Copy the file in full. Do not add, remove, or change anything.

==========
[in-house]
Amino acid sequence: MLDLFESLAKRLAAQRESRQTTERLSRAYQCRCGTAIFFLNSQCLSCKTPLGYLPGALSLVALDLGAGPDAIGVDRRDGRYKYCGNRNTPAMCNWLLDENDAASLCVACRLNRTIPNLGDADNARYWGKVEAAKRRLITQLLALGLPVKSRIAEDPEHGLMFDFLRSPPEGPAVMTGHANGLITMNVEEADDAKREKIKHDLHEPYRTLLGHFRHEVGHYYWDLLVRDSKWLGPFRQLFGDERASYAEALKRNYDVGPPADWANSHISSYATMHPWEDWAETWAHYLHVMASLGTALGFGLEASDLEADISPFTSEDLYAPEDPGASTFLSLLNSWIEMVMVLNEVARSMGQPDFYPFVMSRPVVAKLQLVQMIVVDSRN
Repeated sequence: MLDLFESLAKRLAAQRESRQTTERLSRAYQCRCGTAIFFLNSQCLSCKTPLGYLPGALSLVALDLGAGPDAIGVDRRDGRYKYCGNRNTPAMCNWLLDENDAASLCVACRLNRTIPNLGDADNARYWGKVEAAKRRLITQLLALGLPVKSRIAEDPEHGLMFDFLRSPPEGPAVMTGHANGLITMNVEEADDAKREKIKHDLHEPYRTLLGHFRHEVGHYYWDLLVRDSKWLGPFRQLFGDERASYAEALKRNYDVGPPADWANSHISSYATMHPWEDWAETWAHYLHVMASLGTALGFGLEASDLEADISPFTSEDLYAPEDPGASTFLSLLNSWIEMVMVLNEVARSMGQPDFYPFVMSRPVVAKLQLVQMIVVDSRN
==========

[in-house]
Amino acid sequence: MLDLFESLAKRLAAQRESRQTTERLSRAYQCRCGTAIFFLNSQCLSCKTPLGYLPGALSLVALDLGAGPDAIGVDRRDGRYKYCGNRNTPAMCNWLLDENDAASLCVACRLNRTIPNLGDADNARYWGKVEAAKRRLITQLLALGLPVKSRIAEDPEHGLMFDFLRSPPEGPAVMTGHANGLITMNVEEADDAKREKIKHDLHEPYRTLLGHFRHEVGHYYWDLLVRDSKWLGPFRQLFGDERASYAEALKRNYDVGPPADWANSHISSYATMHPWEDWAETWAHYLHVMASLGTALGFGLEASDLEADISPFTSEDLYAPEDPGASTFLSLLNSWIEMVMVLNEVARSMGQPDFYPFVMSRPVVAKLQLVQMIVVDSRN
Repeated sequence: MLDLFESLAKRLAAQRESRQTTERLSRAYQCRCGTAIFFLNSQCLSCKTPLGYLPGALSLVALDLGAGPDAIGVDRRDGRYKYCGNRNTPAMCNWLLDENDAASLCVACRLNRTIPNLGDADNARYWGKVEAAKRRLITQLLALGLPVKSRIAEDPEHGLMFDFLRSPPEGPAVMTGHANGLITMNVEEADDAKREKIKHDLHEPYRTLLGHFRHEVGHYYWDLLVRDSKWLGPFRQLFGDERASYAEALKRNYDVGPPADWANSHISSYATMHPWEDWAETWAHYLHVMASLGTALGFGLEASDLEADISPFTSEDLYAPEDPGASTFLSLLNSWIEMVMVLNEVARSMGQPDFYPFVMSRPVVAKLQLVQMIVVDSRN